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Figure 8.10 displays mappings from an ontology to an electronic commerce taxonomy (for example, a portion of the UNSPSC product and service taxonomy). On the right in the figure is the reference ontology with its semantically well-defined relationships; on the left is the taxonomy to be used for an electronic commerce application with its less well-defined relationships. In practice, you may need to maintain mappings between ontologies (or, as in this example, between ontologies and taxonomies) simply because each knowledge representation system may be managed by separate organizations and need to evolve separately. In general, determining the semantic equivalence (mappings) between concepts in two ontologies is hard and requires human knowledge of the semantics of the two sides and thus human decision making (though current ontology management tools do have some automated support) to make the correct mappings. Although the names (labels) of two concepts may be the same (or completely different) in the two ontologies, there is no guarantee that those concepts mean the same thing (or mean different things). We've seen earlier that terms (words or labels) have very weak semantics in themselves; string identity cannot be relied on to provide semantic identity or equivalence. Similarly, structural correspondence cannot be relied on to ensure semantic correspondence. Determining semantic equivalence and then creating mappings between two ontologies will remain only a semi-automated process for quite some time in the future.
Simple, Informal E-commerce Application Taxonomy
^•Well-defined subclass relation — Other ontological relations
Ill-defined parent-child relation
Figure 8.10 Mapping ontologies.
Most ontology languages and their supporting tools have some facility for defining mappings between ontologies. The simplest mechanism is an include or import statement, whereby one ontology includes or imports another ontology. This is the simplest mechanism, because you just bring in the entire ontology into your current ontology and all the concepts and relations of the imported ontology are available to the new expanded ontology space. However, these new imported concepts and relations are not really semantically rectified (made semantically meaningful with respect to the preexisting ontology which included them).14 After importing, a tighter semantic rectification can be undergone, by merging or mapping the old and new concepts and relations. Merging will result in consolidated concepts and relations; mapping will keep the concepts and relations from both ontologies distinct but linked. Tools such as Protégé and Ontolingua/Chimaera support the merging process better than they support the mapping process. Semantic Web languages such as DAML+OIL and OWL have constructs that enable you to import an ontology, but also to declare that two concepts (represented as classes) are the same semantically. In addition, OWL enables you to declare that two individuals (instances) are the same semantically—a good step toward greater support for semantic mapping.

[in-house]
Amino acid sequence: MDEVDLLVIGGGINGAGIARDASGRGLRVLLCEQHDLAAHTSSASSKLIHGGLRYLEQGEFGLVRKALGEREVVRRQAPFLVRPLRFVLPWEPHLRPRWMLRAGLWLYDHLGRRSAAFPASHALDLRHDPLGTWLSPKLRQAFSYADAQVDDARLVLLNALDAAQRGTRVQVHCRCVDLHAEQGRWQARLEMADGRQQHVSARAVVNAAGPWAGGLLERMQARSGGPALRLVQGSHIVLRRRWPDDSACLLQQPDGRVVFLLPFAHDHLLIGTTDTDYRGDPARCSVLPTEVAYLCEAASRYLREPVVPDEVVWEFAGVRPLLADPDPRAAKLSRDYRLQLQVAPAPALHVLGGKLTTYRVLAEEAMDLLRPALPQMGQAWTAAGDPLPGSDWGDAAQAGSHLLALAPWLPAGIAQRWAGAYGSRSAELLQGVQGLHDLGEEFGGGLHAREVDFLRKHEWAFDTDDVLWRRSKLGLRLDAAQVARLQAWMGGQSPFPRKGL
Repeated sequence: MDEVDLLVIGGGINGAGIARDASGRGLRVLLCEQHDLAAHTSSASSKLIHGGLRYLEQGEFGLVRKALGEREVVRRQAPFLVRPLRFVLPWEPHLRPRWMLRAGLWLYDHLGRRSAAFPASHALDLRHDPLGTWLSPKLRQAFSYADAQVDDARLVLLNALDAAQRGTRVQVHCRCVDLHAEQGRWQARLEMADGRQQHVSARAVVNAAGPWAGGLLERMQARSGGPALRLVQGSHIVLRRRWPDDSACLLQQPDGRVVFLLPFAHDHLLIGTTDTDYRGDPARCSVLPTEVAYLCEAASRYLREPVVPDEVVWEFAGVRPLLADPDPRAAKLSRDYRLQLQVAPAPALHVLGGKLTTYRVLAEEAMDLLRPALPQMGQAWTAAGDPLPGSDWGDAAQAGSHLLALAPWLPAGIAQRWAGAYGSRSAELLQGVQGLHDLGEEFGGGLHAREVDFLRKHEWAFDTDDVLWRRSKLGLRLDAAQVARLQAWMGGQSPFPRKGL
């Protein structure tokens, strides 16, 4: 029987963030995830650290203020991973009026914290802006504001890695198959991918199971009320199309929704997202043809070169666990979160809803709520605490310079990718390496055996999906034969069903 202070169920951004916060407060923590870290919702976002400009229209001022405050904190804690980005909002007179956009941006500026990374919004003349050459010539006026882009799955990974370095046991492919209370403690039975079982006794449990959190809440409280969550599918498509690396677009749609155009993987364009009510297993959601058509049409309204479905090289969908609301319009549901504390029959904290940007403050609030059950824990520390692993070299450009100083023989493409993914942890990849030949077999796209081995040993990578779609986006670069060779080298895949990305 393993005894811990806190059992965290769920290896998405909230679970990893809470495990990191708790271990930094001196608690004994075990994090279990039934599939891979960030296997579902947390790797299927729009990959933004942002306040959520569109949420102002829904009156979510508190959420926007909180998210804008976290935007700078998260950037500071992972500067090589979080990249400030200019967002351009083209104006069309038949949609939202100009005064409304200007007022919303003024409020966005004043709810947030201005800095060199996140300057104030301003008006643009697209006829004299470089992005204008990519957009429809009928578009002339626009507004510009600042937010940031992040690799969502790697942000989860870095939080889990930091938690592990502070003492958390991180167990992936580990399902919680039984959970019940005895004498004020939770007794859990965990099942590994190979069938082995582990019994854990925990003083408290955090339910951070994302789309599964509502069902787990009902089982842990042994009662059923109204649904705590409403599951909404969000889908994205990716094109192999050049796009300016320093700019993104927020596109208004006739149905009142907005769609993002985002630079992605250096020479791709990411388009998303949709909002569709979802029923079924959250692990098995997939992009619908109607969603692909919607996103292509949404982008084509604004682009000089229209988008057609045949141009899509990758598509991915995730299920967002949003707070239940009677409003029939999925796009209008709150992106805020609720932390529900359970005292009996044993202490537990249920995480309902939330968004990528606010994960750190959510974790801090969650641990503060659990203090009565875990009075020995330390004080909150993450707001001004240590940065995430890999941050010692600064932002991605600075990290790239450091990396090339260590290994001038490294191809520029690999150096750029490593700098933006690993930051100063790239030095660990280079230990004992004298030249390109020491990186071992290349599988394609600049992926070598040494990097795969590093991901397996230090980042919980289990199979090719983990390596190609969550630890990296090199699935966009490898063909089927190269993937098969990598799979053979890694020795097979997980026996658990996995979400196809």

14The OWL:imports statement actually does semantically rectify insofar as it both includes an ontology and declares that the assertions defining the meaning of the included ontology are to be included too. This imports is stronger than most includes and may in fact fail because of semantic disagreement between the two ontologies.
Now that we have seen the primary representation levels needed for expressing ontologies and some of the issues involved in mapping between ontologies, let's look in more detail at knowledge representation languages, formalisms, and logics—the highest level of representation.
Languages, Formalisms, Logics_________________________________________
This section introduces some background material on knowledge representation, a technical discipline from the field of artificial intelligence, to assist in our understanding of ontologies and the ontology languages of the Semantic Web. We will try to keep our discussion brief, but yet provide enough detail so that technical managers and leads have some scaffolding on which to support the ontological notions we have presented in this chapter.
A wealth of material is already available on knowledge representation. This section provides some references for those who are interested in obtaining more detail, but we will focus on just a few questions: What is knowledge representation, what are the important principles and components of knowledge representation, and how is knowledge representation related to ontologies and the Semantic Web?
Semantic Networks, Frame-Based KR, and Description Logics
Knowledge representation is a branch of artificial intelligence that focuses on the design and implementation of languages and systems that represent knowledge about the world. A knowledge representation therefore is a standin for real objects in the world, and the events and relationships those real things participate in. In our earlier discussion about representation, we saw that one of the important issues is that representation is a means for both expressing and using information. So knowledge representation is a means for both expressing and using semantic information, that is, knowledge about the world or specific domains of the world, with the additional qualification that the use of that knowledge should be used for intelligent reasoning and be computationally efficient.15